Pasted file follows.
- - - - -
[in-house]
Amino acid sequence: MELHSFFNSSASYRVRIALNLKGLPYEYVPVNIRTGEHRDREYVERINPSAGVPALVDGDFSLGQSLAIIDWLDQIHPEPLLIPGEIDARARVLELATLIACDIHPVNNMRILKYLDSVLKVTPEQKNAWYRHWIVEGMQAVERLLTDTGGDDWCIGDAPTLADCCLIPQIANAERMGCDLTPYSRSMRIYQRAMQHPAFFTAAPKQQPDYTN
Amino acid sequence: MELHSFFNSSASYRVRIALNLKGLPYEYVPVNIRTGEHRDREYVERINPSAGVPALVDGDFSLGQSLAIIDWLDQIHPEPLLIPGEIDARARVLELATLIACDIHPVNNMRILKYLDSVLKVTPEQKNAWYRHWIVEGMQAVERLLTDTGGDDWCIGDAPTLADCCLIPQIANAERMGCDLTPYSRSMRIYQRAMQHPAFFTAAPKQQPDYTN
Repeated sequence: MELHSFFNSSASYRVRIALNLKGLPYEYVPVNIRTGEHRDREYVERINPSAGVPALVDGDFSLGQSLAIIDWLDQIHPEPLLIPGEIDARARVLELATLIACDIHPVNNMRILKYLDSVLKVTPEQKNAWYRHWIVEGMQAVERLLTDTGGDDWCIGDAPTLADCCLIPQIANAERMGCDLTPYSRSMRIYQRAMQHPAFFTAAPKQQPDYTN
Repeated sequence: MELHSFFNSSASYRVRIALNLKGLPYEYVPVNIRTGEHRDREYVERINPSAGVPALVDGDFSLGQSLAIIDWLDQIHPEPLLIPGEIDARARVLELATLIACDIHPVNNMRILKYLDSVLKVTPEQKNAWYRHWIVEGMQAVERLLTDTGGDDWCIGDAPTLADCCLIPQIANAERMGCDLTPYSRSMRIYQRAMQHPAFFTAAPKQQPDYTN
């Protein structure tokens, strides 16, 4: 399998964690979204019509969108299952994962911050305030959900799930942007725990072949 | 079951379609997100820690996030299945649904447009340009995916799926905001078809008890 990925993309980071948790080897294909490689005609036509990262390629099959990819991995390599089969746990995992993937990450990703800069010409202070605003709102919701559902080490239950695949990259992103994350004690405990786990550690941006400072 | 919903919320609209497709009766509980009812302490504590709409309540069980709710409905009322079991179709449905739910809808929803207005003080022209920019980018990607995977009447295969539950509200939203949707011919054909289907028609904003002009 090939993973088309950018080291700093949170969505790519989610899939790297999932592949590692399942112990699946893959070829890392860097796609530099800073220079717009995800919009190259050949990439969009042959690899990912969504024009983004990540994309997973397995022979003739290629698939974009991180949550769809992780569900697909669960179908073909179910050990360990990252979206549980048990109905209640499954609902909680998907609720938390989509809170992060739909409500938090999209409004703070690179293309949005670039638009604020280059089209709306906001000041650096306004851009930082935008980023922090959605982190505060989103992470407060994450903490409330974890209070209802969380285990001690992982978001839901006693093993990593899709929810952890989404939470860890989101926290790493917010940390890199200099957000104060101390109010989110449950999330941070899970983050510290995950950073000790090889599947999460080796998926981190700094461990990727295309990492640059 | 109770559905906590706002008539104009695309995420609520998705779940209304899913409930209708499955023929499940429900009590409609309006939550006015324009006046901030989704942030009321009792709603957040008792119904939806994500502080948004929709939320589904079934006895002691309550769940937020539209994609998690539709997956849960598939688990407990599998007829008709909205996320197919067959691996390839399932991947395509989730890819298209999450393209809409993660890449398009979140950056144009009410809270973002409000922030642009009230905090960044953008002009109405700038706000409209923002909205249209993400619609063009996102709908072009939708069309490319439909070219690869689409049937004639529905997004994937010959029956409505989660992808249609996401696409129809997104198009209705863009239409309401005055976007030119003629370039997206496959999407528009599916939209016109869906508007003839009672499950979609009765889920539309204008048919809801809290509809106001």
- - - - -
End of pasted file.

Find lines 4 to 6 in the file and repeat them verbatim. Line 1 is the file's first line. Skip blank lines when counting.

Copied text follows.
Repeated sequence: MELHSFFNSSASYRVRIALNLKGLPYEYVPVNIRTGEHRDREYVERINPSAGVPALVDGDFSLGQSLAIIDWLDQIHPEPLLIPGEIDARARVLELATLIACDIHPVNNMRILKYLDSVLKVTPEQKNAWYRHWIVEGMQAVERLLTDTGGDDWCIGDAPTLADCCLIPQIANAERMGCDLTPYSRSMRIYQRAMQHPAFFTAAPKQQPDYTN
Repeated sequence: MELHSFFNSSASYRVRIALNLKGLPYEYVPVNIRTGEHRDREYVERINPSAGVPALVDGDFSLGQSLAIIDWLDQIHPEPLLIPGEIDARARVLELATLIACDIHPVNNMRILKYLDSVLKVTPEQKNAWYRHWIVEGMQAVERLLTDTGGDDWCIGDAPTLADCCLIPQIANAERMGCDLTPYSRSMRIYQRAMQHPAFFTAAPKQQPDYTN
């Protein structure tokens, strides 16, 4: 399998964690979204019509969108299952994962911050305030959900799930942007725990072949 | 079951379609997100820690996030299945649904447009340009995916799926905001078809008890 990925993309980071948790080897294909490689005609036509990262390629099959990819991995390599089969746990995992993937990450990703800069010409202070605003709102919701559902080490239950695949990259992103994350004690405990786990550690941006400072 | 919903919320609209497709009766509980009812302490504590709409309540069980709710409905009322079991179709449905739910809808929803207005003080022209920019980018990607995977009447295969539950509200939203949707011919054909289907028609904003002009 090939993973088309950018080291700093949170969505790519989610899939790297999932592949590692399942112990699946893959070829890392860097796609530099800073220079717009995800919009190259050949990439969009042959690899990912969504024009983004990540994309997973397995022979003739290629698939974009991180949550769809992780569900697909669960179908073909179910050990360990990252979206549980048990109905209640499954609902909680998907609720938390989509809170992060739909409500938090999209409004703070690179293309949005670039638009604020280059089209709306906001000041650096306004851009930082935008980023922090959605982190505060989103992470407060994450903490409330974890209070209802969380285990001690992982978001839901006693093993990593899709929810952890989404939470860890989101926290790493917010940390890199200099957000104060101390109010989110449950999330941070899970983050510290995950950073000790090889599947999460080796998926981190700094461990990727295309990492640059 | 109770559905906590706002008539104009695309995420609520998705779940209304899913409930209708499955023929499940429900009590409609309006939550006015324009006046901030989704942030009321009792709603957040008792119904939806994500502080948004929709939320589904079934006895002691309550769940937020539209994609998690539709997956849960598939688990407990599998007829008709909205996320197919067959691996390839399932991947395509989730890819298209999450393209809409993660890449398009979140950056144009009410809270973002409000922030642009009230905090960044953008002009109405700038706000409209923002909205249209993400619609063009996102709908072009939708069309490319439909070219690869689409049937004639529905997004994937010959029956409505989660992808249609996401696409129809997104198009209705863009239409309401005055976007030119003629370039997206496959999407528009599916939209016109869906508007003839009672499950979609009765889920539309204008048919809801809290509809106001």